Director Identification Numbers are planned for the end of 2021. Will you be affected?
In 2018, the Federal Government proposed a new regime featuring a Director Identification Number (DIN). The DIN would operate similar to a ACN or ABN, but for directors, and will be unique to each director. The introduction of a DIN has the aim of preventing the appointment of fictitious directors and facilitate traceability of their profile and relationships with companies over time.
The introduction of the DIN is now being implemented as part of the government’s Modernising Business Registers (MBR) legislation which received Royal Assent in June 2020. The MBR program brings together the Australian Business Register and 31 other business registers administered by the Australian Securities and Investments Commission onto a single platform that will be administered by a new Commonwealth Registrar within the Australian Taxation Office (ATO).
1. Who does it affect?
The DIN will be required for directors, alternate directors, and any other officer of:
- Corporations Act entities – meaning companies, registered foreign companies, or companies that are responsible for managed investment schemes; and
- Aboriginal and Torres Strait Islander corporations registered under the Corporations (Aboriginal and Torres Strait Islander) Act 2006 (CATSI Act)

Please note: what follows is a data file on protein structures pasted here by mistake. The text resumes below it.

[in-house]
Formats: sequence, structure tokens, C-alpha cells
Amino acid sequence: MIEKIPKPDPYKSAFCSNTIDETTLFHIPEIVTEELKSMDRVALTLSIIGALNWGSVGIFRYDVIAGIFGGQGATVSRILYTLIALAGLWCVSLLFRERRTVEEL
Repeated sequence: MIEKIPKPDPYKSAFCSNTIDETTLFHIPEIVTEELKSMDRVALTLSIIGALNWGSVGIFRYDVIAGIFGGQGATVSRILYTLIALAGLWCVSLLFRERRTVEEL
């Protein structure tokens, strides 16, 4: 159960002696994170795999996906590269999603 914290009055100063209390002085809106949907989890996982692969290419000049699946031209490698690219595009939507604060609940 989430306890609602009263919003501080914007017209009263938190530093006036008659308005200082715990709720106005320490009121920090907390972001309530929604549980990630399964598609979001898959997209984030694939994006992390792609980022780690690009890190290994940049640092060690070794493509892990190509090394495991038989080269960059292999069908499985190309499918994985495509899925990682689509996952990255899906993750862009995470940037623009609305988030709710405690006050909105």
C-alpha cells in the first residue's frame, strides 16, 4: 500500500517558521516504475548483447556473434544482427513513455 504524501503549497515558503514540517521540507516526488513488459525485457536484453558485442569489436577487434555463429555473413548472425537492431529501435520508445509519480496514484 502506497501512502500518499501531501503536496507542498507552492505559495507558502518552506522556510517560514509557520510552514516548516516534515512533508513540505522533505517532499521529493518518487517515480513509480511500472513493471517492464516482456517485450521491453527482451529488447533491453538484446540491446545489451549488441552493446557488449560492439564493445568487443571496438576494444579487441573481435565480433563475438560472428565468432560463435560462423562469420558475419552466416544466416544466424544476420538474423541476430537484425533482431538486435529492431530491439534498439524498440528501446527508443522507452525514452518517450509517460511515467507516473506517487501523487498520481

It will apply to companies registered under the Corporations Act that are also registered under another law, such as registered charities under the Australian Charities and Not-For Profits Commission Act 2012. It does not apply to entities that are not incorporated under either the Corporations Act or CATSI Act and so won’t affect ACNC registered charities that are not companies.
2. How will it work?
To obtain a unique DIN, directors will be required to confirm their identity. The process for confirming identity is similar to the ‘100 points’ identification system, akin to opening a bank account. The preferred means of applying for a director ID will be electronically via myGov. Foreign directors or directors unable to obtain a digital identity credential will follow the existing ATO proof-of-identity process, which is predominantly paper-based and may include certified copies of identity documents. Individuals are responsible for completing the director ID application form themselves, and an agent or other third party cannot apply for a director ID on behalf of a director except in limited circumstances.
3. When will it apply?
The new director ID system is undergoing testing before the full population of directors are onboarded into the system. Directors appointed under the Corporations Act will have between end of testing, which is expected in late 2021, and 30 November 2022 to obtain a Director Identification Number, with directors of indigenous corporations having an extra 12 months to apply for their DIN.
It is expected that existing directors will be notified when they are required to register for their DIN and so they should ensure that their contact details with ASIC are current. Penalties for individuals for non-compliance once the DIN system is operating start from $13,300.
If you have any questions, or would like any information on what these changes mean for you, please contact your Nexia Advisor.
Article by Martin Olde